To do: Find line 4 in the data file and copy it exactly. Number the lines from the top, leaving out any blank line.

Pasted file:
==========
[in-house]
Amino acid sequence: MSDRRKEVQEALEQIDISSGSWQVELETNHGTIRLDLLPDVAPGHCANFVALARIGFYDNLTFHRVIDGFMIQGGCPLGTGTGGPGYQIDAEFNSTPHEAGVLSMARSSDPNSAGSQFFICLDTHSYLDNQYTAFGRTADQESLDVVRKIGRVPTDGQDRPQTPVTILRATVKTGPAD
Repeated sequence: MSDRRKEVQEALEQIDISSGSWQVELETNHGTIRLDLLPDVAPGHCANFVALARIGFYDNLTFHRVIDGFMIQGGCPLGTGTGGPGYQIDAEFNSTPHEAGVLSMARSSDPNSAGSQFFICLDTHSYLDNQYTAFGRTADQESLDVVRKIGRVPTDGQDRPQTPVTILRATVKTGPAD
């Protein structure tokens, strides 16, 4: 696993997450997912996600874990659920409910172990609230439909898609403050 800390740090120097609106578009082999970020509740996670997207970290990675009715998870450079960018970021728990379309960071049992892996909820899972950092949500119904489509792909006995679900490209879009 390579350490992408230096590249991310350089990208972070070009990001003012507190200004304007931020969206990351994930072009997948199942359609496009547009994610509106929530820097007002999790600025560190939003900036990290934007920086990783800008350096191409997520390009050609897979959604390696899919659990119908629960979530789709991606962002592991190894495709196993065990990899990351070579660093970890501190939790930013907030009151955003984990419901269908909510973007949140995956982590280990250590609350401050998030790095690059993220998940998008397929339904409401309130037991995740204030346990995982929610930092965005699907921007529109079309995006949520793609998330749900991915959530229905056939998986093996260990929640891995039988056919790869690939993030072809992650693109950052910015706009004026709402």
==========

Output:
């Protein structure tokens, strides 16, 4: 696993997450997912996600874990659920409910172990609230439909898609403050 800390740090120097609106578009082999970020509740996670997207970290990675009715998870450079960018970021728990379309960071049992892996909820899972950092949500119904489509792909006995679900490209879009 390579350490992408230096590249991310350089990208972070070009990001003012507190200004304007931020969206990351994930072009997948199942359609496009547009994610509106929530820097007002999790600025560190939003900036990290934007920086990783800008350096191409997520390009050609897979959604390696899919659990119908629960979530789709991606962002592991190894495709196993065990990899990351070579660093970890501190939790930013907030009151955003984990419901269908909510973007949140995956982590280990250590609350401050998030790095690059993220998940998008397929339904409401309130037991995740204030346990995982929610930092965005699907921007529109079309995006949520793609998330749900991915959530229905056939998986093996260990929640891995039988056919790869690939993030072809992650693109950052910015706009004026709402």